Part 22 of 25
Renewal of Our Whole Person
Scripture makes clear that man as a whole is tri-part, consisting of “spirit, soul, and body” (1Thes 5:23). Paul refers to a man’s “soul-self” as his “inward man” (2Cor 4:16) and also as the “inner man” (Eph 3:16), saying believers need strengthening and renewal by “His spirit” (Rom 8:2). His Spirit is “the Spirit of life that is in Christ Jesus” (Rom 8:2a), which indwells the spirit of every rebirthed child of God.
2 Cor. 4:16 For which cause we faint not; but though our outward (body) man perish, yet the inward (Gk. esothen – our soul man, derived from inside) man is renewed day by day.
Ephes. 3:16 That he would grant you, according to the riches of his glory, to be strengthened with might by his Spirit (working) in the inner man; (Gk. eso, inside, soul/mind, self)
Our “inward” and “inner” man” is the self-man of the soul, the ego – the individual. The “inward” or “inner man” of the soul is in contrast to our “outward man” of the body. It also is in contrast with our human spirit, which is united to Christ’s Spirit of life, (1Cor 6:17), fully “regenerated” (Titus 3:5), and “completed” (
2:10), as a finished work in believers from the moment of their regeneration. Col
In each day of our lives on this earth, God is working to renew our soul. Our “inward man” has been the deceived to act as an independent self; the man of the soul mind, emotion and will. Until renewed by “the spirit of life,” the “self” is always egocentric, and self-concerned to the utmost. How many times do we hear ourselves say “I think, I feel, I want?”
The soulish man may well be an “unrenewed Christian,” one who is “natural.” The “natural man” in 1Cor 2:16 in Greek is “psuchikos,” meaning “man of the soul (psuche).” Such Christians still live by their own resources, unaware, ignoring or over-riding the sense he has by the indwelling life of Christ in their own spirit. They miss out on the benefits of enjoying His life as their source and guide in living.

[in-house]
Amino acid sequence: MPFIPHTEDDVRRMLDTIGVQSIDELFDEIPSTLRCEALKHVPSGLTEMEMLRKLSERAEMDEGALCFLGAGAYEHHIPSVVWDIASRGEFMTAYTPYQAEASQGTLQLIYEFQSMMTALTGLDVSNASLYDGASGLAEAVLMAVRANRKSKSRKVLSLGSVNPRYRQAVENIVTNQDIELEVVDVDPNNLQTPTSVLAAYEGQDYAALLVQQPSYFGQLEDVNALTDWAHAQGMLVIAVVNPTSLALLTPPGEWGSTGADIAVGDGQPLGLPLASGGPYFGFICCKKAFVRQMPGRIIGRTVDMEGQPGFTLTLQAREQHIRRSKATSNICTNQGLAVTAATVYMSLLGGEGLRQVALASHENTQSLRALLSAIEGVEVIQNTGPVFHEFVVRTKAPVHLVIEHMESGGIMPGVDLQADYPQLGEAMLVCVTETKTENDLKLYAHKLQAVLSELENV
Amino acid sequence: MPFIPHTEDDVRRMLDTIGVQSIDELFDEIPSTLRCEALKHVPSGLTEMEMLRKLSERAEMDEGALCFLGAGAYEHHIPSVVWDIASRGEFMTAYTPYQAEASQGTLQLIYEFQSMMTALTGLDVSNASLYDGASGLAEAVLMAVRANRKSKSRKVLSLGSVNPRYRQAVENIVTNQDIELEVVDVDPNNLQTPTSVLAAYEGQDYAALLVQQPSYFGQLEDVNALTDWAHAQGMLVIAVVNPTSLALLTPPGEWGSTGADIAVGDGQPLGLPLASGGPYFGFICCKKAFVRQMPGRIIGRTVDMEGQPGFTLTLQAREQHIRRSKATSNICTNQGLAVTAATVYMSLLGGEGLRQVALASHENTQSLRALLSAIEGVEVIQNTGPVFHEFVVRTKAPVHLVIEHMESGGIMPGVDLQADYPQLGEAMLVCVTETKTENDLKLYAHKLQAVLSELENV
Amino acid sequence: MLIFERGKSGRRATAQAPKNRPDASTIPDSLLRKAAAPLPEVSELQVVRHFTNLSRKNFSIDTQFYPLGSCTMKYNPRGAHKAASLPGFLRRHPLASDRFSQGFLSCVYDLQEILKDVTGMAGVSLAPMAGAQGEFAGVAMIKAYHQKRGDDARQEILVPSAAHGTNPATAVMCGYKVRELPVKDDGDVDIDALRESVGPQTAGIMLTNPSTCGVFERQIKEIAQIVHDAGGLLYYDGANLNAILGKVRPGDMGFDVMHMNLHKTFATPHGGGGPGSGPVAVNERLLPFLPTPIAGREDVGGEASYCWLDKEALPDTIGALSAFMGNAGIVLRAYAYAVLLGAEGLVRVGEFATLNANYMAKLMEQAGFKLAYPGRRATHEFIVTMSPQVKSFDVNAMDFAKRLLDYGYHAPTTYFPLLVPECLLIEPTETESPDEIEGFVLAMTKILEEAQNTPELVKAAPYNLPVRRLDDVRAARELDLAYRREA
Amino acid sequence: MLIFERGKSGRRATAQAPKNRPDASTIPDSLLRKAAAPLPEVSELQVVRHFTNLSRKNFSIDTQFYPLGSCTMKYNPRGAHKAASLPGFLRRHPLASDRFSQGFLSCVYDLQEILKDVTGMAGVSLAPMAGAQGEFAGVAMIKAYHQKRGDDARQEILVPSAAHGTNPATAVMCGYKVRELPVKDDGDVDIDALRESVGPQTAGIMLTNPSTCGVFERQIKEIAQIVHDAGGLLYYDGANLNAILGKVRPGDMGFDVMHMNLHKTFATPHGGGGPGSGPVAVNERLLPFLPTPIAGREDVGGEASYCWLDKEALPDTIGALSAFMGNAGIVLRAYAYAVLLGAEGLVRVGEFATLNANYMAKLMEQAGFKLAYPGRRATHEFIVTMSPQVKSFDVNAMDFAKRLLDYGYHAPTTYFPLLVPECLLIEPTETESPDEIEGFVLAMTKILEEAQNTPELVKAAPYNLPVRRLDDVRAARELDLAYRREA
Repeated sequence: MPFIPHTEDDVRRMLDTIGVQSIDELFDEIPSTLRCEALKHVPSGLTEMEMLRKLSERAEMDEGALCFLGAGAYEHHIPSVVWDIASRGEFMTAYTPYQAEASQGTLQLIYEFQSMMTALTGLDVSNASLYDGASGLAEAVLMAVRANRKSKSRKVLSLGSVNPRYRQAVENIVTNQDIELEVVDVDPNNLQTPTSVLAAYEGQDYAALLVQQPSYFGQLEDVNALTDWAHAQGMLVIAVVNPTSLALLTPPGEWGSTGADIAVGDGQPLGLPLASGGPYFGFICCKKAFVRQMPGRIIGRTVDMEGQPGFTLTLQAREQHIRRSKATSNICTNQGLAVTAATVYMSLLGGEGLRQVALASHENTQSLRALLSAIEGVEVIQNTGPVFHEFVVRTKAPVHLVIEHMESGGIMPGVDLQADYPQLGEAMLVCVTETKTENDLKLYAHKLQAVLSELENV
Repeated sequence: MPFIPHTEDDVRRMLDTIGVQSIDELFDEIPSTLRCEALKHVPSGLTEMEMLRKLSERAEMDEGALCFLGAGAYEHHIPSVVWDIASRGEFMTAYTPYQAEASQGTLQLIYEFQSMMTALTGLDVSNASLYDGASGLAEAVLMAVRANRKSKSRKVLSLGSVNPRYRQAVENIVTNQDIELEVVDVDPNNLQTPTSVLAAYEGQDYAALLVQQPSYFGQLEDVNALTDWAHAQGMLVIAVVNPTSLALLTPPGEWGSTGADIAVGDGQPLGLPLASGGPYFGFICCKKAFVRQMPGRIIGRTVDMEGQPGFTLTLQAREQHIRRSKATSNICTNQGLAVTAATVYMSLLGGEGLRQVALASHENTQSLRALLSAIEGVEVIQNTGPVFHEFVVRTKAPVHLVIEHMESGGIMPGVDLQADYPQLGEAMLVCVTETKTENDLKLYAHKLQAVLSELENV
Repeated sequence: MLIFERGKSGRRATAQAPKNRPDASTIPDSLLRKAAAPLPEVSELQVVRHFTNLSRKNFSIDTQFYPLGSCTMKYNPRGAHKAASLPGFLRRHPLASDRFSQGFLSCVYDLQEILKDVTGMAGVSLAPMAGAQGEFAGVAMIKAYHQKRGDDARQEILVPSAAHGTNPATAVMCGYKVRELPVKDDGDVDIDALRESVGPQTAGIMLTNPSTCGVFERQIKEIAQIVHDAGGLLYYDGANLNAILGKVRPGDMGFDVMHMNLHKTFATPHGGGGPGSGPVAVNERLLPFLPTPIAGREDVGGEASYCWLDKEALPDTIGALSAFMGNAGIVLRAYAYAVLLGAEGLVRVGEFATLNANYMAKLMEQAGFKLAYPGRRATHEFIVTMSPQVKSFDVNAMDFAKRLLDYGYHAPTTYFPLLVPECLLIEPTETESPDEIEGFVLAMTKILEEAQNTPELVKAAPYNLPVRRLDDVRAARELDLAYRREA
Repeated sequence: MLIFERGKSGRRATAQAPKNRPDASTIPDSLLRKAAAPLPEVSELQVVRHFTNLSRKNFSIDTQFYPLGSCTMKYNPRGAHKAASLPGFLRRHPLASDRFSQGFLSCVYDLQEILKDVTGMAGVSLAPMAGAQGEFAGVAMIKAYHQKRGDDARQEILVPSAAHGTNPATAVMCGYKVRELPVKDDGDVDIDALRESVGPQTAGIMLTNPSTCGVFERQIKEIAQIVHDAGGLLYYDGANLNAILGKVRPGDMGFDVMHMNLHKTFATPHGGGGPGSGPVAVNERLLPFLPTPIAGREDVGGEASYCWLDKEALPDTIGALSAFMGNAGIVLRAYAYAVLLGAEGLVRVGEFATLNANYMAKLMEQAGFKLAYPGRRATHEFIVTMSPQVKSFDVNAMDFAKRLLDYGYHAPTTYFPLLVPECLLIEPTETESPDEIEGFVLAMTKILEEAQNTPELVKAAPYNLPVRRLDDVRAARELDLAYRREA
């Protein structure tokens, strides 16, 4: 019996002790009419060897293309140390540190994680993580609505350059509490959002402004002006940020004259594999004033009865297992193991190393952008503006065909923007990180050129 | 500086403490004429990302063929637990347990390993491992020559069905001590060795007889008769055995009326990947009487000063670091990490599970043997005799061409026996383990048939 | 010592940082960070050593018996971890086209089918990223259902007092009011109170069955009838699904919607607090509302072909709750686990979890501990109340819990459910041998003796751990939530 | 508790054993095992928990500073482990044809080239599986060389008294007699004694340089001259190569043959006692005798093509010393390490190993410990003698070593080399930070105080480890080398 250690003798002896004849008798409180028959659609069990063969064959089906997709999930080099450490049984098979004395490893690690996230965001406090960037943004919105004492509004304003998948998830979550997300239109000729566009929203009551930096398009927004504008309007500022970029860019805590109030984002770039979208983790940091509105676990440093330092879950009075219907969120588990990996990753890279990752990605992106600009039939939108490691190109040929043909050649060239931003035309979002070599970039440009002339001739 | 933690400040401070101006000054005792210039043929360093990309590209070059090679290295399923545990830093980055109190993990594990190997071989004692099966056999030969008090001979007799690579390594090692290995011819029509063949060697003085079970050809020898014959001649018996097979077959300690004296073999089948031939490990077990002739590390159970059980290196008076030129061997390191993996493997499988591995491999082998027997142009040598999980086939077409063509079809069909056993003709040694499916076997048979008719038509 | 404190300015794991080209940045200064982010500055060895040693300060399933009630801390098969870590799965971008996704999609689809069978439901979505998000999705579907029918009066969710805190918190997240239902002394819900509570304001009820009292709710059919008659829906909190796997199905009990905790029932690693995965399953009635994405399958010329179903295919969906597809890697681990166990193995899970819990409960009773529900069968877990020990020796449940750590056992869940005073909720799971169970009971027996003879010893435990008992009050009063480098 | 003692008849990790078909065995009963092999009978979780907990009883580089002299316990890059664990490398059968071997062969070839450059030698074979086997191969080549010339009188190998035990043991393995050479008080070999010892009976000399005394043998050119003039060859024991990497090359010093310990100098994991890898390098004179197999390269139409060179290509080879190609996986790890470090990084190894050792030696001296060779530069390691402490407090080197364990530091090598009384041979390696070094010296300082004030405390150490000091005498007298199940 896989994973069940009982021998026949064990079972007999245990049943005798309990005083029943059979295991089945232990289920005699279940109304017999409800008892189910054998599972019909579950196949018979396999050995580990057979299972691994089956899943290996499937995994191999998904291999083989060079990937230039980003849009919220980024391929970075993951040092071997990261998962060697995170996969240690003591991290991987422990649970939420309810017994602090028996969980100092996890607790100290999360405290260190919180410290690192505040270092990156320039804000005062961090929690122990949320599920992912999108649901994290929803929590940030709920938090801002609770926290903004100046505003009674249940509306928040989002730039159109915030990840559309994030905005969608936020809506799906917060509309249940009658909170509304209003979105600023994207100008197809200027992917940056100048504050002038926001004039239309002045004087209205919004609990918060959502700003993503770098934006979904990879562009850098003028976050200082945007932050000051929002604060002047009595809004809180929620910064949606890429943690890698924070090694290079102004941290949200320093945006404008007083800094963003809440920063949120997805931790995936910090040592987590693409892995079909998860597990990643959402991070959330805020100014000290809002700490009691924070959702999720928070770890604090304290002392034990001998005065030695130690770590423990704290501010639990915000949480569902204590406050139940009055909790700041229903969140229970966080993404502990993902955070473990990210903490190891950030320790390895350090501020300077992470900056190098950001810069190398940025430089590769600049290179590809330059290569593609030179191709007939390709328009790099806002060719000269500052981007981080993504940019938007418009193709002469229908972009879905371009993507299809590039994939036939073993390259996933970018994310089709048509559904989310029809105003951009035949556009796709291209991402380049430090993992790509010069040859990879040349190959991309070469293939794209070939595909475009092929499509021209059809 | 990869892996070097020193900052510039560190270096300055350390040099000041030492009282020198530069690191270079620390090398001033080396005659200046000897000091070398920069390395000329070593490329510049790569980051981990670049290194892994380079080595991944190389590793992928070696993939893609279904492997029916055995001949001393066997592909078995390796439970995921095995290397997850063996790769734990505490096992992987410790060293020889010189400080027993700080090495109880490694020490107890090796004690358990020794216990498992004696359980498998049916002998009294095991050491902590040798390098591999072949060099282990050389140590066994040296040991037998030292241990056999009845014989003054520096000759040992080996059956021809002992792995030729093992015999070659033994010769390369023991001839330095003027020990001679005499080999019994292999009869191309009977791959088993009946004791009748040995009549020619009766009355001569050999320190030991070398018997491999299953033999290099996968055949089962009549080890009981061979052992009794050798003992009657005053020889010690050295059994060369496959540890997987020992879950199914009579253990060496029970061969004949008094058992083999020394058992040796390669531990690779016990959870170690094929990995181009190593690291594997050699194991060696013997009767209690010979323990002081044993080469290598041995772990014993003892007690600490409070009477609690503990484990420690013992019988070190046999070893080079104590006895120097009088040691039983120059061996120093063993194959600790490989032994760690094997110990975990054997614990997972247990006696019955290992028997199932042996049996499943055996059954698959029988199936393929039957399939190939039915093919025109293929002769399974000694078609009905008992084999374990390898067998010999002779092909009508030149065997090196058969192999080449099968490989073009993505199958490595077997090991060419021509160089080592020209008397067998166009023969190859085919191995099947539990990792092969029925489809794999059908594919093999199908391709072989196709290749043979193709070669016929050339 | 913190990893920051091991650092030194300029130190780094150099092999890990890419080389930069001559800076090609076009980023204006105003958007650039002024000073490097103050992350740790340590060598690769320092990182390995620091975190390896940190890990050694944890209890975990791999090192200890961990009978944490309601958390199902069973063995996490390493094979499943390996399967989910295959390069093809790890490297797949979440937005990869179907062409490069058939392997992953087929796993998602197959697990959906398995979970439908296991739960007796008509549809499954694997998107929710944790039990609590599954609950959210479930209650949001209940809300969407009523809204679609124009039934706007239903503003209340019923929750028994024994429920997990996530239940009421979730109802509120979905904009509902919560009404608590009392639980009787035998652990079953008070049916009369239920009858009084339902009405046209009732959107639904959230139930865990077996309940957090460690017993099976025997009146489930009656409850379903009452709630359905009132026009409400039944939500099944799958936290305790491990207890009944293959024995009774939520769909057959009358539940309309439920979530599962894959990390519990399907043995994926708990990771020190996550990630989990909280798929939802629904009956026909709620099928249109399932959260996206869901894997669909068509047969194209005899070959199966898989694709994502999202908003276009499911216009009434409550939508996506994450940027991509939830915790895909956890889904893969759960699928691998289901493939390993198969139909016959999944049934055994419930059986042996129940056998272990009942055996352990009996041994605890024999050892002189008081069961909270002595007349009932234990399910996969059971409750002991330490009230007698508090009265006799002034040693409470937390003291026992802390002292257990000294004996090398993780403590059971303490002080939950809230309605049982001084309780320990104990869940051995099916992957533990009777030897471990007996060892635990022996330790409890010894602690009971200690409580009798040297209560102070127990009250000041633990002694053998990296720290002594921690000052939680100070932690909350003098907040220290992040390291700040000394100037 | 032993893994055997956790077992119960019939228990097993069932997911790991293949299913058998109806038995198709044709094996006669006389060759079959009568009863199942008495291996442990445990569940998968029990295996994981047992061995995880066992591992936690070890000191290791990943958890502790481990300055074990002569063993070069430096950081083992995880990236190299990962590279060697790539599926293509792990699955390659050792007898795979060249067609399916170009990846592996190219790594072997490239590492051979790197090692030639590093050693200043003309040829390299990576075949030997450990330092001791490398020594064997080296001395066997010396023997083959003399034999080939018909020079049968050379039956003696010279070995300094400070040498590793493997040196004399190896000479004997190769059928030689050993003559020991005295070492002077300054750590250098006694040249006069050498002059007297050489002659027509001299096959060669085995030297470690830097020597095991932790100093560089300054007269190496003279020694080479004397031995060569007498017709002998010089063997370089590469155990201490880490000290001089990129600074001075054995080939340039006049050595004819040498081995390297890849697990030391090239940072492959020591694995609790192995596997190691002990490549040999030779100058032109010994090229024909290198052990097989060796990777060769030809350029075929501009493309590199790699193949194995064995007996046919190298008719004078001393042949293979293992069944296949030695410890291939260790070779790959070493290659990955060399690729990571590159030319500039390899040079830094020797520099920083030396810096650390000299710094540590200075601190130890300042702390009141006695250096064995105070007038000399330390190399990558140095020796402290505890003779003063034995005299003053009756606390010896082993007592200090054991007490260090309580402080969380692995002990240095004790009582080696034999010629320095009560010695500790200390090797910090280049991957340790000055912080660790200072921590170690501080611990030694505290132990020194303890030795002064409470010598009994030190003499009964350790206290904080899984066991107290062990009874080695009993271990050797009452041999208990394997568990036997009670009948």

Even after being born-again, we ignorantly look to the “tree of the knowledge of good and evil,” as taught by the religionist who most often yet clings to the Old Testament Law. They apparently do not knowing that the law actually empowers sin. “…the power of sin is the law” (1Corinthians 15:56)
The law fails because it provokes “us” to do “works” in order to serve God, thinking we are then pleasing God; we do these works without depending upon the Lord and for our gain. The law feeds our inborn self-dependence. Law, whether the natural law, Mosaic Law, the Ten Commandments, and man’s religious laws with traditional ordinances, are all lifeless and impotent; they offer no life or power for living and overcoming our sinful self-loving self.
Concerning the conflict continually going on between the Sin nature in the flesh body of all men and new Christ-nature in every believer’s spirit, Paul writes in Galatians.
“For the (Sinful) flesh lusteth against the Spirit, and the Spirit against the flesh: and these (two) are contrary the one to the other: so that ye cannot do the things that ye would” (Gal. 5:17).